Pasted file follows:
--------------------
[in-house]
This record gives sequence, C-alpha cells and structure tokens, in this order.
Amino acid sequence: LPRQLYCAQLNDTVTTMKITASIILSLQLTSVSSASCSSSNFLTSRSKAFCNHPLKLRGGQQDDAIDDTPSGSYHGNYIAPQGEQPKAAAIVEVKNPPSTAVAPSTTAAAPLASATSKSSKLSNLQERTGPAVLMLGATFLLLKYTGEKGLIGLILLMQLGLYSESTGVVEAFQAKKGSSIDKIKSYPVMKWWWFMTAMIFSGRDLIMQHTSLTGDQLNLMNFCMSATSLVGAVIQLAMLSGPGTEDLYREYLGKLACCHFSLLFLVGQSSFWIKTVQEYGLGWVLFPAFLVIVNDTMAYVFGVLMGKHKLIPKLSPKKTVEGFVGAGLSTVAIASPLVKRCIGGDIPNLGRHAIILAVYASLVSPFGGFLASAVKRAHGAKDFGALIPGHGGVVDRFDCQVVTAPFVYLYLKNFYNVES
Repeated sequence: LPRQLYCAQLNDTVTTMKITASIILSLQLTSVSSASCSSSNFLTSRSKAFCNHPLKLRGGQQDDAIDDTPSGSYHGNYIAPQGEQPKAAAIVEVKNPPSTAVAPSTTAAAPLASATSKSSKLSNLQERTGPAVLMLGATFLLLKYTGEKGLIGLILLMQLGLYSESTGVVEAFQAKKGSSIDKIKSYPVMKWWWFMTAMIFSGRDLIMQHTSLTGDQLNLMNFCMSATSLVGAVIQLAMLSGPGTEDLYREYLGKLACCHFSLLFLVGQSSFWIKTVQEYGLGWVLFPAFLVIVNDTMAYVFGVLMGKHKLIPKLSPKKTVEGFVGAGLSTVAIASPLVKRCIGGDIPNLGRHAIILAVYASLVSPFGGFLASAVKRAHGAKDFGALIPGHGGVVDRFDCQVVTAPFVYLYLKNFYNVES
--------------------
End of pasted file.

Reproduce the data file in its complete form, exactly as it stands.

[in-house]
This record gives sequence, C-alpha cells and structure tokens, in this order.
Amino acid sequence: LPRQLYCAQLNDTVTTMKITASIILSLQLTSVSSASCSSSNFLTSRSKAFCNHPLKLRGGQQDDAIDDTPSGSYHGNYIAPQGEQPKAAAIVEVKNPPSTAVAPSTTAAAPLASATSKSSKLSNLQERTGPAVLMLGATFLLLKYTGEKGLIGLILLMQLGLYSESTGVVEAFQAKKGSSIDKIKSYPVMKWWWFMTAMIFSGRDLIMQHTSLTGDQLNLMNFCMSATSLVGAVIQLAMLSGPGTEDLYREYLGKLACCHFSLLFLVGQSSFWIKTVQEYGLGWVLFPAFLVIVNDTMAYVFGVLMGKHKLIPKLSPKKTVEGFVGAGLSTVAIASPLVKRCIGGDIPNLGRHAIILAVYASLVSPFGGFLASAVKRAHGAKDFGALIPGHGGVVDRFDCQVVTAPFVYLYLKNFYNVES
Repeated sequence: LPRQLYCAQLNDTVTTMKITASIILSLQLTSVSSASCSSSNFLTSRSKAFCNHPLKLRGGQQDDAIDDTPSGSYHGNYIAPQGEQPKAAAIVEVKNPPSTAVAPSTTAAAPLASATSKSSKLSNLQERTGPAVLMLGATFLLLKYTGEKGLIGLILLMQLGLYSESTGVVEAFQAKKGSSIDKIKSYPVMKWWWFMTAMIFSGRDLIMQHTSLTGDQLNLMNFCMSATSLVGAVIQLAMLSGPGTEDLYREYLGKLACCHFSLLFLVGQSSFWIKTVQEYGLGWVLFPAFLVIVNDTMAYVFGVLMGKHKLIPKLSPKKTVEGFVGAGLSTVAIASPLVKRCIGGDIPNLGRHAIILAVYASLVSPFGGFLASAVKRAHGAKDFGALIPGHGGVVDRFDCQVVTAPFVYLYLKNFYNVES